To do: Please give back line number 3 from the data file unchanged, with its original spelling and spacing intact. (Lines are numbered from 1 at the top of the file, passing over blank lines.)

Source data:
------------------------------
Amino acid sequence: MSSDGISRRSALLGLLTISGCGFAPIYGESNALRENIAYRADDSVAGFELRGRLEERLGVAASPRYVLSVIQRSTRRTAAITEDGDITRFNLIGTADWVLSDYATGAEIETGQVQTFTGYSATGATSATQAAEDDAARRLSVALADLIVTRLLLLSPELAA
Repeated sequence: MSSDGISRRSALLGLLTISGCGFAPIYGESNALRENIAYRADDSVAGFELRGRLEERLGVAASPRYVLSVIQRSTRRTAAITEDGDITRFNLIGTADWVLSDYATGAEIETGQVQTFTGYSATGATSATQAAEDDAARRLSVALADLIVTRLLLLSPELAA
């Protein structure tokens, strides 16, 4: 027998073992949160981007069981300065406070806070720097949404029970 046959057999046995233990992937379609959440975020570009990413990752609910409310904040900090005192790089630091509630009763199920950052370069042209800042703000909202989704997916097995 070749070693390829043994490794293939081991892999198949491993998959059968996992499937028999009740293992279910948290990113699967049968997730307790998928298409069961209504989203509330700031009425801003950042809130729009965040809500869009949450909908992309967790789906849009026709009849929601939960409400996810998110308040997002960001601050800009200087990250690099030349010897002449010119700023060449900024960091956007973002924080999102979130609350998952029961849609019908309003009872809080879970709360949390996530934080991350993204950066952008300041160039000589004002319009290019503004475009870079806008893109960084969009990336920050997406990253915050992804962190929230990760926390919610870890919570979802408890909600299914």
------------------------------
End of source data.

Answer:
């Protein structure tokens, strides 16, 4: 027998073992949160981007069981300065406070806070720097949404029970 046959057999046995233990992937379609959440975020570009990413990752609910409310904040900090005192790089630091509630009763199920950052370069042209800042703000909202989704997916097995 070749070693390829043994490794293939081991892999198949491993998959059968996992499937028999009740293992279910948290990113699967049968997730307790998928298409069961209504989203509330700031009425801003950042809130729009965040809500869009949450909908992309967790789906849009026709009849929601939960409400996810998110308040997002960001601050800009200087990250690099030349010897002449010119700023060449900024960091956007973002924080999102979130609350998952029961849609019908309003009872809080879970709360949390996530934080991350993204950066952008300041160039000589004002319009290019503004475009870079806008893109960084969009990336920050997406990253915050992804962190929230990760926390919610870890919570979802408890909600299914």